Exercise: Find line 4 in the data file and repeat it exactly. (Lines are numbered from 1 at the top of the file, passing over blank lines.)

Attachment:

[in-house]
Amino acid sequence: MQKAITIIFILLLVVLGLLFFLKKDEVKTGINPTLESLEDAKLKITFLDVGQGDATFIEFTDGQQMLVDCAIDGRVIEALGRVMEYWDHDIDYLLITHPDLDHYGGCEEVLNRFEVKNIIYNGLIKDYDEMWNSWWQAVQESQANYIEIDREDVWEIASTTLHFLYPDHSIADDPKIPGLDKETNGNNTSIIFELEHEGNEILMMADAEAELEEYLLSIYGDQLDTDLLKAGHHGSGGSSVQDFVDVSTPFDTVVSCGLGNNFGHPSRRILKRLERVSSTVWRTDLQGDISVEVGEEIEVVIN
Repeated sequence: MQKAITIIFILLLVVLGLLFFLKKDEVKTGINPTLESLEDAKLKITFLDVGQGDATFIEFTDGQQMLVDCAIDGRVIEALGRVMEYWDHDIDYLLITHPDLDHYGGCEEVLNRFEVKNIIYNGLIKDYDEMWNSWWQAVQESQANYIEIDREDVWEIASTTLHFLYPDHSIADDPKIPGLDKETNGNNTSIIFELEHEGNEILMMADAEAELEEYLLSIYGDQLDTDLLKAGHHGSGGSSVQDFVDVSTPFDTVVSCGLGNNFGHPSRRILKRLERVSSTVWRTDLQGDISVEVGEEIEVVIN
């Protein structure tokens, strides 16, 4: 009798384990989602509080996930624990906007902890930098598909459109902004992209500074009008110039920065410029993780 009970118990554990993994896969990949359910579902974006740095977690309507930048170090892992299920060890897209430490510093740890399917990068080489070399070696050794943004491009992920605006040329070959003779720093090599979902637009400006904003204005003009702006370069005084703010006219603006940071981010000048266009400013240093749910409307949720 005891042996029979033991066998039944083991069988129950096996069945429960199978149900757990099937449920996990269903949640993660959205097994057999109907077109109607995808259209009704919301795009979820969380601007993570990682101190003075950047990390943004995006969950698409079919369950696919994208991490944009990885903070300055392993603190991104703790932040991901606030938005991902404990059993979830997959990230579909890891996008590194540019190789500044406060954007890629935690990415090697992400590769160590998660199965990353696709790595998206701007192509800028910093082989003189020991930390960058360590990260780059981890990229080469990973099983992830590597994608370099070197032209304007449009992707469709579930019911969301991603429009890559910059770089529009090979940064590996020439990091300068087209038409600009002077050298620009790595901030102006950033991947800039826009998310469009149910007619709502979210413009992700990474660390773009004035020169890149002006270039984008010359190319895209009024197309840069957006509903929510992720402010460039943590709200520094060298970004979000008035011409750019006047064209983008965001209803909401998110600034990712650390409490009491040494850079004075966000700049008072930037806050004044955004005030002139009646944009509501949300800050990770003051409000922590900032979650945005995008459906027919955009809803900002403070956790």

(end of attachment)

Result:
């Protein structure tokens, strides 16, 4: 009798384990989602509080996930624990906007902890930098598909459109902004992209500074009008110039920065410029993780 009970118990554990993994896969990949359910579902974006740095977690309507930048170090892992299920060890897209430490510093740890399917990068080489070399070696050794943004491009992920605006040329070959003779720093090599979902637009400006904003204005003009702006370069005084703010006219603006940071981010000048266009400013240093749910409307949720 005891042996029979033991066998039944083991069988129950096996069945429960199978149900757990099937449920996990269903949640993660959205097994057999109907077109109607995808259209009704919301795009979820969380601007993570990682101190003075950047990390943004995006969950698409079919369950696919994208991490944009990885903070300055392993603190991104703790932040991901606030938005991902404990059993979830997959990230579909890891996008590194540019190789500044406060954007890629935690990415090697992400590769160590998660199965990353696709790595998206701007192509800028910093082989003189020991930390960058360590990260780059981890990229080469990973099983992830590597994608370099070197032209304007449009992707469709579930019911969301991603429009890559910059770089529009090979940064590996020439990091300068087209038409600009002077050298620009790595901030102006950033991947800039826009998310469009149910007619709502979210413009992700990474660390773009004035020169890149002006270039984008010359190319895209009024197309840069957006509903929510992720402010460039943590709200520094060298970004979000008035011409750019006047064209983008965001209803909401998110600034990712650390409490009491040494850079004075966000700049008072930037806050004044955004005030002139009646944009509501949300800050990770003051409000922590900032979650945005995008459906027919955009809803900002403070956790």